Lecturers: |
dr. ir. Jeroen de Ridder, Delft University of Technologyprof. dr. ir. Dick de Ridder, Wageningen Universitydr. K. Anton Feenstra, Vrije Universiteit, Amsterdamdr. Nicola Bonzanni, Vrije Universiteit, Amsterdamdr. Aalt-Jan van Dijk, Wageningen University & Research Centerdr. Mohammed El-Kebir, CWI, Amsterdam |

Contact: |
dr. ir. Jeroen de Ridder e-mail: j.deridder@tudelft.nl telephone: +31 15 2783418 |

prof. dr. ir. Dick de Ridder e-mail: dick.deridder@wur.nl telephone: +31 317 48074 |

The next course will be given June 30-July 4 2014, at the Faculty of Electrical Engineering, Mathematics and Computer Science, Delft University of Technology, Mekelweg 4, Delft, The Netherlands (Building 36, the tallest building on the campus). Travel directions can be found here.

**NOTE:** The first lecture will be in the Dijkstrazaal, on the 9th floor (room 150; take a left when exiting from the elevator)

The course is aimed at PhD students with a background in bioinformatics, computer science or a related field; a working knowledge of basic statistics and linear algebra is assumed. The NBIC Technology Track course "Pattern recognition" and the ASCI course "Advanced pattern recognition" (a1) discuss many of the tools used in this course, but it is not required to have followed these. Prior knowledge of molecular biology is a bonus, but also not strictly required.

Preparation material on probability theory, linear algebra and molecular biology can be found below and should be read by all students before the course starts.

Molecular biology is concerned with the study of the presence of and interactions between molecules, at the cellular and sub-cellular level. In bioinformatics and systems biology, algorithms and tools are developed to model these interactions, with various goals: predicting yet unobserved interactions, assigning functions to yet unknown molecules through their relations with known molecules; predicting certain phenotypes such as diseases; or just to build up biological knowledge in a structured way.

Such interaction models are often best modelled as networks or graphs, which opens up the possibility of using a large number of readily available algorithms for inferring networks, performing simulations of biology, optimising paths or flows through networks, graph-based data integration and graph mining. Many of these algorithms can be applied (sometimes with slight alterations) to solve a particular biological problem, such as modeling transcriptional regulation or predicting protein interaction/complex formation, but also to derive systems behaviour by breaking down networks into modules or motifs with certain characteristics.

In this course, we will first give a brief overview of molecular biology, the advent of high-throughput measurement techniques and large databases containing biological knowledge, and the importance of networks to model all this. We will highlight a number of peculiar features of biological networks. Next, a number of basic network models (linear, Boolean, Bayesian) will be discussed, as well as methods of inferring these from observed measurement data. A number of alternative network models more suited for high-level simulation of cellular behaviour will also be introduced. Building on the network inference methods, a number of ways of integrating various data sources and databases to refine biological networks will be discussed, with specific attention to the use of sequence information to refine transcription regulation networks. Finally, we will give some examples of algorithms exploiting the networks found to learn about biology, specifically for inspecting protein interaction networks and for finding active subnetworks.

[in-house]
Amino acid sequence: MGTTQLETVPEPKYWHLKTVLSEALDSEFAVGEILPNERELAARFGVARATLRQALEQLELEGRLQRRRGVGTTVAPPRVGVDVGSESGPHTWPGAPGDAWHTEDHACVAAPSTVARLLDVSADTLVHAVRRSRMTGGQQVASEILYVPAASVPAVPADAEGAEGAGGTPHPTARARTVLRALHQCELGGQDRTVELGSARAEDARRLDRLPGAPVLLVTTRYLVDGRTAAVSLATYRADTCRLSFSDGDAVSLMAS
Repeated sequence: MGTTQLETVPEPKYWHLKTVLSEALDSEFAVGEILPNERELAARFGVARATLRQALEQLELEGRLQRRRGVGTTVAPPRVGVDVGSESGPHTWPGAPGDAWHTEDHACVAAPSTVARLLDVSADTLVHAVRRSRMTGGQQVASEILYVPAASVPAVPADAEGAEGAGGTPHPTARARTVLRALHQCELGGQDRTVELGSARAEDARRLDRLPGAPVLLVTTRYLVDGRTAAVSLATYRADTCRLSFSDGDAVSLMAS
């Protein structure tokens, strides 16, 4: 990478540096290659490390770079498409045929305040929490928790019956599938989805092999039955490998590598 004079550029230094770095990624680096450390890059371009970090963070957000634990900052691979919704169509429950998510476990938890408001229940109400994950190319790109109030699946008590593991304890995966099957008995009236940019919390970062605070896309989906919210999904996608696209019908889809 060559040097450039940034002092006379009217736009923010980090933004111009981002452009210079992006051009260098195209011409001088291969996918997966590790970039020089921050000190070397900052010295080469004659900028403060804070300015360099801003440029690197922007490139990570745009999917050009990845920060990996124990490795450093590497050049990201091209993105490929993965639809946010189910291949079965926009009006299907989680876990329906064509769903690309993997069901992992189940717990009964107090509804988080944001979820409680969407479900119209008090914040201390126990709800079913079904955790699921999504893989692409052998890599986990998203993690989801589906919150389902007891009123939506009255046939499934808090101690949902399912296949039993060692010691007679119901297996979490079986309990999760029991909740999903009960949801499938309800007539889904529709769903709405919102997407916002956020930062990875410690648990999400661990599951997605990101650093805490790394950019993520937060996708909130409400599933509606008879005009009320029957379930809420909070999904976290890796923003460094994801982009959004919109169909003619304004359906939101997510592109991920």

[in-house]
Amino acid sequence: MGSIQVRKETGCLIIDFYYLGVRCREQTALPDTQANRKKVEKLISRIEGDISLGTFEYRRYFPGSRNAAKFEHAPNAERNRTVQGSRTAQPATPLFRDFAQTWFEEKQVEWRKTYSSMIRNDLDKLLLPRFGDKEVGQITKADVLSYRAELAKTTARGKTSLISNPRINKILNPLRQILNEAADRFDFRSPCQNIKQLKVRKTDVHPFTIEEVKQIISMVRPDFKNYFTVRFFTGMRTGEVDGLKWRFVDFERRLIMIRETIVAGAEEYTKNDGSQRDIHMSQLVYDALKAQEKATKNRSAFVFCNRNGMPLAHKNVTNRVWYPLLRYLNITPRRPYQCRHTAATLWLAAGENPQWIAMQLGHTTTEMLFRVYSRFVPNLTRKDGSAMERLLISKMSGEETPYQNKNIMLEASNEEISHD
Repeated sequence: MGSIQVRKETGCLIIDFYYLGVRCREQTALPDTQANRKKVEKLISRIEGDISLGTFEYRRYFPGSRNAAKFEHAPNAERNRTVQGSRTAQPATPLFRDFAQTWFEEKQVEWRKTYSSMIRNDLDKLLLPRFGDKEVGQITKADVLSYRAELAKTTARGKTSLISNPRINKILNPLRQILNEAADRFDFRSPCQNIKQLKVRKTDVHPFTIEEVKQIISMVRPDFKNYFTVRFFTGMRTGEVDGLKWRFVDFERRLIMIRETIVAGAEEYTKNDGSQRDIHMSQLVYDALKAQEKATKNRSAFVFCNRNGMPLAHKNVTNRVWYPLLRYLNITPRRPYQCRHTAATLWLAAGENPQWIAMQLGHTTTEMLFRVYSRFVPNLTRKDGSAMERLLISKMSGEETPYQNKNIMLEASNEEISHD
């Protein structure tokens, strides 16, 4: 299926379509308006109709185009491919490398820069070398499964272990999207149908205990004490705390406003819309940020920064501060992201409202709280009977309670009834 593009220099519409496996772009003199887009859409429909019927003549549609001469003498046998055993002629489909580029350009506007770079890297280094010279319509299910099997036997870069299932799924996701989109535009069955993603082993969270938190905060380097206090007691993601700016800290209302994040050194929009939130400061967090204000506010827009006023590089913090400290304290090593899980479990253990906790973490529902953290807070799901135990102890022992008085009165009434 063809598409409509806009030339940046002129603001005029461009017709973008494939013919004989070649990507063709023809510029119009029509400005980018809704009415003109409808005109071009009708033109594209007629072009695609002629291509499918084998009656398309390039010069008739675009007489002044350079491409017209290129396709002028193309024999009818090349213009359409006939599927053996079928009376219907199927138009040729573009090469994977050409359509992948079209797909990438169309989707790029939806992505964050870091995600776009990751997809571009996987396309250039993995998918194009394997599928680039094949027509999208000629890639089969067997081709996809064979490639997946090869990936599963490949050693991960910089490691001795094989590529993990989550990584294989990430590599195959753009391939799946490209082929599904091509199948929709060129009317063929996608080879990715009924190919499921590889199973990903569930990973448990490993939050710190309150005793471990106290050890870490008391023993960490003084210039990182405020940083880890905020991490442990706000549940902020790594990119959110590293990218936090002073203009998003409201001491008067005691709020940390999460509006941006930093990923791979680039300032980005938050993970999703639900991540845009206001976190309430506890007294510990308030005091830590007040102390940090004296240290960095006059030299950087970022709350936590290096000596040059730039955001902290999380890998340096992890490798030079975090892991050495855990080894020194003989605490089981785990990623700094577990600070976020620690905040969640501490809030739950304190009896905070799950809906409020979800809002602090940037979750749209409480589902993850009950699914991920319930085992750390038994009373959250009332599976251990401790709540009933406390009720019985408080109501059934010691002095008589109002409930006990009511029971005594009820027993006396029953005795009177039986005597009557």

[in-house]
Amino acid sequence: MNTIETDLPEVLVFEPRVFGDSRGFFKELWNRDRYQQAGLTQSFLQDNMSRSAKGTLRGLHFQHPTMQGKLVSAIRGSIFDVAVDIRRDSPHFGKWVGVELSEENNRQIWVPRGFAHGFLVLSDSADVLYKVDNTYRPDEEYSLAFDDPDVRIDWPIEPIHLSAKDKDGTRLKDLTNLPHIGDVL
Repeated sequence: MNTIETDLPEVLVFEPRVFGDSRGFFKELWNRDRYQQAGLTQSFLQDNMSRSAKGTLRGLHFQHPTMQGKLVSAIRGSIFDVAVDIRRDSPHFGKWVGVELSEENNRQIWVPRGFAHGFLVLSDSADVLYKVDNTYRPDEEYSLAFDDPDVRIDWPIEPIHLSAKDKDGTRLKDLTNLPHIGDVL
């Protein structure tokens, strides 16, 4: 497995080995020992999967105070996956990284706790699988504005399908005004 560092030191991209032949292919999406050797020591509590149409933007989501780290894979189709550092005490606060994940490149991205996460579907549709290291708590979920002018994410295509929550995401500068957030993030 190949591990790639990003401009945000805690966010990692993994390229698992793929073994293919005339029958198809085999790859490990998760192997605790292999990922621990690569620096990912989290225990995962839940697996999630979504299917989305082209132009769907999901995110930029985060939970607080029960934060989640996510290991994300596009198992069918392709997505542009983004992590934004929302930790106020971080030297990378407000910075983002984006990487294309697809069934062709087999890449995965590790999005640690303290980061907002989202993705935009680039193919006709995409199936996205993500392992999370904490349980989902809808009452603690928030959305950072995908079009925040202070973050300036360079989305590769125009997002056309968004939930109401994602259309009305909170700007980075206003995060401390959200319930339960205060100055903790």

In preparation for the course, please read the following primers on

Not all topics discussed in these primers will be used extensively in the course, but if you find yourself severely lacking in a certain area it may be wise to look up additional texts.

A folder containing handouts of the slides, papers to be discussed and a lab course manual will be distributed at the start of the course. Electronic copies of the course material can be found here.

After the course, you will write a short research proposal (e.g. for an MSc student) on the application of one or more of the algorithms discussed during the course to a problem you encounter in your own research. The proposal should clearly state the background, the motivation, the problem statement and a proposed solution. Most importantly, it should be realistic, i.e. not require many years of work, large investments or magic to finish. You can discuss your idea for the proposal with the lecturers during the course. An example proposal (by Peter van Nes) and a set of guidelines are available for download.